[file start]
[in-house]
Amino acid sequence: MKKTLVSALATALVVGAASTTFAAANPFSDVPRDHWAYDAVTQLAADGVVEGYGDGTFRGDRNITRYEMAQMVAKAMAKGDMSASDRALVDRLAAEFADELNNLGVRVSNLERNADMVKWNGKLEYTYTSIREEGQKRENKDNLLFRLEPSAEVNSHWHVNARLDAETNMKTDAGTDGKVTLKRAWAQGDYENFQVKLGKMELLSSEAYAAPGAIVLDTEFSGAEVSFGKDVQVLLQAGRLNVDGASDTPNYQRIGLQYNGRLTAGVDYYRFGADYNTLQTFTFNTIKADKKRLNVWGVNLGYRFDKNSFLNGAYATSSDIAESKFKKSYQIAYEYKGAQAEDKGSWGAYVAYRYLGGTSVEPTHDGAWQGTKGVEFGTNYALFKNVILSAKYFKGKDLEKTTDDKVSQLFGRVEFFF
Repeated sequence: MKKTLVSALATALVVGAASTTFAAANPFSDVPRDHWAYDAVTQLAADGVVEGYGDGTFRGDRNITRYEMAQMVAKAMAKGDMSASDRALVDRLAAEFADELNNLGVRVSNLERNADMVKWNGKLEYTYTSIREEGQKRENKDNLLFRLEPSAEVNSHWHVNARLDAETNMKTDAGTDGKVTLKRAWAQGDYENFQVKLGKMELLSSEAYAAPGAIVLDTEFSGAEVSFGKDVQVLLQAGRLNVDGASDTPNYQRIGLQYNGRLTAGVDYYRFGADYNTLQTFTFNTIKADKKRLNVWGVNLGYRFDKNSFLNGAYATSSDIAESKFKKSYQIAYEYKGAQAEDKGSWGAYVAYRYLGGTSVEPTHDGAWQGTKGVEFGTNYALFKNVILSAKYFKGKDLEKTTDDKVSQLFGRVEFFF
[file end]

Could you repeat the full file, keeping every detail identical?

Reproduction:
[in-house]
Amino acid sequence: MKKTLVSALATALVVGAASTTFAAANPFSDVPRDHWAYDAVTQLAADGVVEGYGDGTFRGDRNITRYEMAQMVAKAMAKGDMSASDRALVDRLAAEFADELNNLGVRVSNLERNADMVKWNGKLEYTYTSIREEGQKRENKDNLLFRLEPSAEVNSHWHVNARLDAETNMKTDAGTDGKVTLKRAWAQGDYENFQVKLGKMELLSSEAYAAPGAIVLDTEFSGAEVSFGKDVQVLLQAGRLNVDGASDTPNYQRIGLQYNGRLTAGVDYYRFGADYNTLQTFTFNTIKADKKRLNVWGVNLGYRFDKNSFLNGAYATSSDIAESKFKKSYQIAYEYKGAQAEDKGSWGAYVAYRYLGGTSVEPTHDGAWQGTKGVEFGTNYALFKNVILSAKYFKGKDLEKTTDDKVSQLFGRVEFFF
Repeated sequence: MKKTLVSALATALVVGAASTTFAAANPFSDVPRDHWAYDAVTQLAADGVVEGYGDGTFRGDRNITRYEMAQMVAKAMAKGDMSASDRALVDRLAAEFADELNNLGVRVSNLERNADMVKWNGKLEYTYTSIREEGQKRENKDNLLFRLEPSAEVNSHWHVNARLDAETNMKTDAGTDGKVTLKRAWAQGDYENFQVKLGKMELLSSEAYAAPGAIVLDTEFSGAEVSFGKDVQVLLQAGRLNVDGASDTPNYQRIGLQYNGRLTAGVDYYRFGADYNTLQTFTFNTIKADKKRLNVWGVNLGYRFDKNSFLNGAYATSSDIAESKFKKSYQIAYEYKGAQAEDKGSWGAYVAYRYLGGTSVEPTHDGAWQGTKGVEFGTNYALFKNVILSAKYFKGKDLEKTTDDKVSQLFGRVEFFF